sunset on a mountain near osoyoos british columbia photo

Winter road trip through Alberta

As I took the last photos of Pyramid Lake, Tanja started the car. Our next stop was Maligne Canyon. We walked from the deserted parking lot to the canyon. The snow crackled under our feet. When we looked into the dizzyingly deep ravine we could see waterfalls becoming icicles.

maligne canyon in winter picture

The cold hurried us back into the car for what would be our most dangerous drive yet: Alberta’s infamous “most deadly highway”. At least that’s what we heard afterwards. Endless kilometres of highways covered with snow and ice are fine, crazy drivers and speeding trucks not so much. Driving in the dark was off the table after that stretch.

jelger vitt on an alberta prairie in winter photo

We both felt relieved when we arrived at Iris & Rolf‘s home. The peaceful atmosphere and wonderful time with Iris and Eli the dog was the best remedy for our fatigue. Not to mention we finally got to enjoy some decent coffee after days of nothing but unmentioned-donut-serving-Canadian-store-chain-brand-coffee.

panorama of an alberta prairie in winter picture

The next morning we drove to Head-smashed-in Buffalo Jump. Hearing the name, we had to go. The museum (we were the only visitors) told us how native people would lure the buffalo into a stampede that ended in a ravine where the buffalo would crash. Amazingly, artefacts had been found on the site dated as far as 10,000 BC. Who said Canada lacks history?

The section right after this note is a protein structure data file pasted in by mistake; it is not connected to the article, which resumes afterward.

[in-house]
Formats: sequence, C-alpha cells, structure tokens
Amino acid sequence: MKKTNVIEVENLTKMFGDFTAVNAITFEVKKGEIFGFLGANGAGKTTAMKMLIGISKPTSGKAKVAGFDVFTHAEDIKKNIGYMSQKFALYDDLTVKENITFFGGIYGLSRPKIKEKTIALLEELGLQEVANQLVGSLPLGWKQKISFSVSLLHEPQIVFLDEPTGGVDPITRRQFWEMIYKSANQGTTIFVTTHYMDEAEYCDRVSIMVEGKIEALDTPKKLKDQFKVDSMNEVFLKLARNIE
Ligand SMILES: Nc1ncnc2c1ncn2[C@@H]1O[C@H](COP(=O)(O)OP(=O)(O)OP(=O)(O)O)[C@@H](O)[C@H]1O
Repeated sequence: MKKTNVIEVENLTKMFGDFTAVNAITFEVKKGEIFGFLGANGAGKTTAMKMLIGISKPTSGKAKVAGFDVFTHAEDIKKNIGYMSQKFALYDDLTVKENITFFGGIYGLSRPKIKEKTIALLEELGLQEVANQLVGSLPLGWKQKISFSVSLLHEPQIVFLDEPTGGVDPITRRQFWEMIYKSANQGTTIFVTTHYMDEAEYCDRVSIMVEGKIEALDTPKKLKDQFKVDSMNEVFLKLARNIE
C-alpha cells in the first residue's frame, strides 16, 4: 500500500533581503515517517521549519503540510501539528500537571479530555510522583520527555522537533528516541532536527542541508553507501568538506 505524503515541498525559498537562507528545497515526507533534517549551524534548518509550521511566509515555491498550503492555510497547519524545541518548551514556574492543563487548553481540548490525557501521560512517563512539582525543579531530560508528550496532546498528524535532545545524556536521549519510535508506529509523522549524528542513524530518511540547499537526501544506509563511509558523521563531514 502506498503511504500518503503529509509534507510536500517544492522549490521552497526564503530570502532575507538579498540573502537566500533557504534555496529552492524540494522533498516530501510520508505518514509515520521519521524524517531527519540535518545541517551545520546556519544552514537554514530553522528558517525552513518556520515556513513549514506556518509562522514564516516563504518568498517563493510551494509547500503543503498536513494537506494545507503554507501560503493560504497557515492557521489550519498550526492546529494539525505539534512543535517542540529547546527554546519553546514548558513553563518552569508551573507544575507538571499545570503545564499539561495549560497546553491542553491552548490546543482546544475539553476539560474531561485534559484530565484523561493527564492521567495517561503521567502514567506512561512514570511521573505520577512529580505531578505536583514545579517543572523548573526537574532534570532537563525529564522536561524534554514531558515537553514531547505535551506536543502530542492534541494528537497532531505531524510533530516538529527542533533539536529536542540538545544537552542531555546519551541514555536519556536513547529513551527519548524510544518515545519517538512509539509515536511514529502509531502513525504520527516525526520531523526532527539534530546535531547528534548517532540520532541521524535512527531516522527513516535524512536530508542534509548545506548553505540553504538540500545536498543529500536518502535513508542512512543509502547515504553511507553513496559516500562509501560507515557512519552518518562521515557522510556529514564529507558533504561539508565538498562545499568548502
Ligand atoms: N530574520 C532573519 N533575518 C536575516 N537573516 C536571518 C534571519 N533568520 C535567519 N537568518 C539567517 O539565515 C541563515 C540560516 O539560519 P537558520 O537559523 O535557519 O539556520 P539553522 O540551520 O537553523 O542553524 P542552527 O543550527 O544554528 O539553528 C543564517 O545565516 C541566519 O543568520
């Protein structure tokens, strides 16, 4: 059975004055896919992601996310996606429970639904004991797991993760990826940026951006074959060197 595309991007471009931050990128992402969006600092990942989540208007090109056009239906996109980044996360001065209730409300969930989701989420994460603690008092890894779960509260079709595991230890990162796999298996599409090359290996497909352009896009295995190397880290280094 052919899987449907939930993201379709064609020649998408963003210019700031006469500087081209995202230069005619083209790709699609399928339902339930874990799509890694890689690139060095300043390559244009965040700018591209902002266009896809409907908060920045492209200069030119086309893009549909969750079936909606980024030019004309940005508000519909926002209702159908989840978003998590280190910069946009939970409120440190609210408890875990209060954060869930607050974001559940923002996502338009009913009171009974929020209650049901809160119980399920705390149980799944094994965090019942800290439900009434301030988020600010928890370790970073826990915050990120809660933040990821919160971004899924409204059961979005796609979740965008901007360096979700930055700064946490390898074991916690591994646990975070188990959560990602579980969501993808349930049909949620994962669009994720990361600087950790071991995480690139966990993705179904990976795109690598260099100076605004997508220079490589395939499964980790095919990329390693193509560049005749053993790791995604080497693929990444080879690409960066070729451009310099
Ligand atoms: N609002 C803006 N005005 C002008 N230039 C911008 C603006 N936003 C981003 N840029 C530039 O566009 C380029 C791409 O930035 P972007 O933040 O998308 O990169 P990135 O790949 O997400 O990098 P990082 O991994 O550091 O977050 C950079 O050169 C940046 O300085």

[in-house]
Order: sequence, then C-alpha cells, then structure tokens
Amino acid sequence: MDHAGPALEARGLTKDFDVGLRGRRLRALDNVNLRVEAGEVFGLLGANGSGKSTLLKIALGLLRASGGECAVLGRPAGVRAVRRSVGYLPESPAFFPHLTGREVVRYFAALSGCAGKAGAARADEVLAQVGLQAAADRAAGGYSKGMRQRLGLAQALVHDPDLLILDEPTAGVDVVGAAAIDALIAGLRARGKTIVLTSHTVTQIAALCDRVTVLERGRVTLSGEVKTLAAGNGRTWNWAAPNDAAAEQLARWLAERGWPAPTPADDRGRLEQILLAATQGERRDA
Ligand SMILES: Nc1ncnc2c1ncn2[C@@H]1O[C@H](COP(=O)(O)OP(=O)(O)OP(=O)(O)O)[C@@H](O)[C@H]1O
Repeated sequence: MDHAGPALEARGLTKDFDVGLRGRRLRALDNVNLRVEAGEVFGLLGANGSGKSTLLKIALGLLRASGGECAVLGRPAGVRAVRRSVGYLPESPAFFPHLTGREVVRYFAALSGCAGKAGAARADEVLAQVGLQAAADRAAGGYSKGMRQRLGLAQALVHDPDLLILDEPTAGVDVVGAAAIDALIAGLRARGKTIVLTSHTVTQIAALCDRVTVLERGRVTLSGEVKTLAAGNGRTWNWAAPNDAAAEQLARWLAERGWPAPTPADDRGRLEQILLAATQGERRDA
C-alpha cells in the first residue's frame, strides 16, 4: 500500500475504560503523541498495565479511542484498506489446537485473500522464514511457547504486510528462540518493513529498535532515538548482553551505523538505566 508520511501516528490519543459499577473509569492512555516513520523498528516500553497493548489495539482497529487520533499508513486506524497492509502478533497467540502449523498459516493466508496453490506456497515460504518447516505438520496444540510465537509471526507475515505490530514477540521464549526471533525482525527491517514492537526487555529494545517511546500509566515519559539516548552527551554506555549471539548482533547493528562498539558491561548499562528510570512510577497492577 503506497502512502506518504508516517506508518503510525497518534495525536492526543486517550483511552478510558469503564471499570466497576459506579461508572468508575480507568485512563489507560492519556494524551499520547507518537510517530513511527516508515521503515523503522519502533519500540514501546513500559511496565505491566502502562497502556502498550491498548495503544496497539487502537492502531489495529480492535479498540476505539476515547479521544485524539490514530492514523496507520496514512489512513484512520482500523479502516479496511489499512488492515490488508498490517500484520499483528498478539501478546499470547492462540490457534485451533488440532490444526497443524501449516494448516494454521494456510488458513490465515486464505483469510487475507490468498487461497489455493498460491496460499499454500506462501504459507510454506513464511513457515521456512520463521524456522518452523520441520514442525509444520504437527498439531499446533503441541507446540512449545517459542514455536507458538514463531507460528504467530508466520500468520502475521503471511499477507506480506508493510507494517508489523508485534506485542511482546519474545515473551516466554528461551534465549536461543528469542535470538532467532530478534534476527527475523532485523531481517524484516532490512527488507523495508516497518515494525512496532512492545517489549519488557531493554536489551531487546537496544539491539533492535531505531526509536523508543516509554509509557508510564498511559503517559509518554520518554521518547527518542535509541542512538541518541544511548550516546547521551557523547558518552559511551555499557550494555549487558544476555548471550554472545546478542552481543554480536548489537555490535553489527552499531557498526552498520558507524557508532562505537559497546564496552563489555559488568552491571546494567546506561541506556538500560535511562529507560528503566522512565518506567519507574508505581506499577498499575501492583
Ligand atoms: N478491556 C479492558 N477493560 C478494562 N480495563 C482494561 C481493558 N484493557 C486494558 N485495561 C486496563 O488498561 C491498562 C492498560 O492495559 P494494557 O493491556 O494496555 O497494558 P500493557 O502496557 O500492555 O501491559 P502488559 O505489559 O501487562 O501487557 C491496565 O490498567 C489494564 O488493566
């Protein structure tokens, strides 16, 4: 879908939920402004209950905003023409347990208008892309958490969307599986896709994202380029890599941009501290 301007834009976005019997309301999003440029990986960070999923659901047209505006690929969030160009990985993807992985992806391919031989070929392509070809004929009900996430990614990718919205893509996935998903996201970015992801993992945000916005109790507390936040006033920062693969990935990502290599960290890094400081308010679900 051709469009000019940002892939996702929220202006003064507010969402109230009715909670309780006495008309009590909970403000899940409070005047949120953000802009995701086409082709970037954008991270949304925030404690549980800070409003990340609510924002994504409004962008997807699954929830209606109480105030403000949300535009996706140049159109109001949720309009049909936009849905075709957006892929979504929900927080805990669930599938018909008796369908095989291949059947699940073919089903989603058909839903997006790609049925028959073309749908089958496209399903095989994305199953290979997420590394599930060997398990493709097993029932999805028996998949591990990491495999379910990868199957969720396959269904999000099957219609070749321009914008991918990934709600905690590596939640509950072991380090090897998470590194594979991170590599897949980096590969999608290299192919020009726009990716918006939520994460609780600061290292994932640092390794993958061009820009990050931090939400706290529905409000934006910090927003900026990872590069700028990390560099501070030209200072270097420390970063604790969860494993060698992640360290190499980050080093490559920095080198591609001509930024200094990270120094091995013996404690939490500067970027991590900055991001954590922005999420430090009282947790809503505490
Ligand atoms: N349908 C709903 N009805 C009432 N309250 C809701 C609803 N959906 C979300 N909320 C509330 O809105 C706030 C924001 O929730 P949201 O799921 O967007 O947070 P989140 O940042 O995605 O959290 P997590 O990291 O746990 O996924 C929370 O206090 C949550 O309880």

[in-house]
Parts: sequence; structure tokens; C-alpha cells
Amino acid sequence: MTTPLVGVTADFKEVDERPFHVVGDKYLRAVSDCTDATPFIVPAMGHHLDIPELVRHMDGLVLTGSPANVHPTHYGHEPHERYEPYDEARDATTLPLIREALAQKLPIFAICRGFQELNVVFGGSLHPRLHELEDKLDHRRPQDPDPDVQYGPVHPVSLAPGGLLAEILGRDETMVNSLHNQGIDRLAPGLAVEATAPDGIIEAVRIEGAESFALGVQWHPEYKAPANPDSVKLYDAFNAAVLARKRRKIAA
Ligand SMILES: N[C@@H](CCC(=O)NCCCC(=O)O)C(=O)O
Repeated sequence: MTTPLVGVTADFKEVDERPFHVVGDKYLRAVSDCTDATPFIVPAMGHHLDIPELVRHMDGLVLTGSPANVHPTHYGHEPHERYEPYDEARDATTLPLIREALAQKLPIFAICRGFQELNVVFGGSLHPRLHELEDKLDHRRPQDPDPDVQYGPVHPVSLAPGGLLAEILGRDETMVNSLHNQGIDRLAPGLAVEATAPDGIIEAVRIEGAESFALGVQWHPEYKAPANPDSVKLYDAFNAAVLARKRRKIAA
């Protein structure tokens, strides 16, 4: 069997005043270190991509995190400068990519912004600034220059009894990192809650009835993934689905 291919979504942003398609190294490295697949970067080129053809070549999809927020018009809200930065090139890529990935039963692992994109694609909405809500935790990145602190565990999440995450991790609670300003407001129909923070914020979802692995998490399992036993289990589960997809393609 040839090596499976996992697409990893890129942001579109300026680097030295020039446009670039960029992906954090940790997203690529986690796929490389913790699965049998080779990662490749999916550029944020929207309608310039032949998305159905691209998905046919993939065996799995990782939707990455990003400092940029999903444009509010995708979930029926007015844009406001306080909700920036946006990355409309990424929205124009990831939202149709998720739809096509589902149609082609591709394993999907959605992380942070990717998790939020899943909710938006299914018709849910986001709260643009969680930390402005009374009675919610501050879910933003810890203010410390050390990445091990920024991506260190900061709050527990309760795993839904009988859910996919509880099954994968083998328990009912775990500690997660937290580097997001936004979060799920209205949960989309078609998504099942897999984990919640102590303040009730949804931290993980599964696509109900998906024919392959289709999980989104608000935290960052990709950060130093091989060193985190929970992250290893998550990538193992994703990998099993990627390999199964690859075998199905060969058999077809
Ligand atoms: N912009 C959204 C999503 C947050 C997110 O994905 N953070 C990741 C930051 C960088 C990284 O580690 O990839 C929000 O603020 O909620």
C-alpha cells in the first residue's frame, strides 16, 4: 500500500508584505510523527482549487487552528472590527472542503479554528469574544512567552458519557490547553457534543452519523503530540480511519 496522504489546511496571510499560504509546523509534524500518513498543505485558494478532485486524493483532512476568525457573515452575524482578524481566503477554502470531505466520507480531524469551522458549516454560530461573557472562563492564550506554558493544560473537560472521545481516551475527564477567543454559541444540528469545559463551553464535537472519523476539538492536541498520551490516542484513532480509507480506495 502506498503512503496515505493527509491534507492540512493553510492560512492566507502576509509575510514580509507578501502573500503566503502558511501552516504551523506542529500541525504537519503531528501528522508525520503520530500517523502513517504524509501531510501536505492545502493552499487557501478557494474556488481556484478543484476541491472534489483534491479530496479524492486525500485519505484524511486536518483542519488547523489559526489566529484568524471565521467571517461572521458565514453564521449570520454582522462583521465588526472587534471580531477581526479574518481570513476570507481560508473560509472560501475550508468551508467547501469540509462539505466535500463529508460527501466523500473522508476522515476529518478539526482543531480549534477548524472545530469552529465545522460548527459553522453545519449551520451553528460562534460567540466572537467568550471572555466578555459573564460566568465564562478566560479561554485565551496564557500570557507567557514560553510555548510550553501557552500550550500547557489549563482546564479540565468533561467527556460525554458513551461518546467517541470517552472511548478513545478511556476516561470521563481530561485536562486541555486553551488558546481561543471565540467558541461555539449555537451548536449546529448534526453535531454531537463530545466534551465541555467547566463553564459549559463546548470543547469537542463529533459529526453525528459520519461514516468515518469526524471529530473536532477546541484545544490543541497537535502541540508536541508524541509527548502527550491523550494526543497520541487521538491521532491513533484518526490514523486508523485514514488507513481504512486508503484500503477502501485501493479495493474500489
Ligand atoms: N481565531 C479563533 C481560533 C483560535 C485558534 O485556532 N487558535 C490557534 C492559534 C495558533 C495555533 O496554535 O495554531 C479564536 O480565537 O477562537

As the sun set over the prairies, we finished our day.

When we started our way back to BC we took a short break to watch Frank Slide. The outskirts of the tiny village got swept away by a massive landslide in the early 1900’s. Most of the millions of tons of rock haven’t moved since.

panorama of frank slide alberta image

From there on Crowsnest Highway convinced us to slow down, and take in all the scenery. It confronted us with the vastness of British Columbia and how little we’ve seen of it. For instance, Christina Lake. On the map, it’s but one of the numerous lakes in BC, but when you’re looking over the water at the surrounding mountains you feel humble.

Near Osoyoos, we left the highway and drove up a mountain to silently enjoy the view of the sun sinking away into the mountains.

sunset from a mountain near osoyoos british columbia picture

Jelger pressed the ‘home’ icon on our gps system, but not before halting in Manning Provincial Park where Tanja had a ball with some unspoiled ice crystals. The perfect ending to our vacation.

Thanks to Iris & Rolf and Sophia & Murray for hosting us.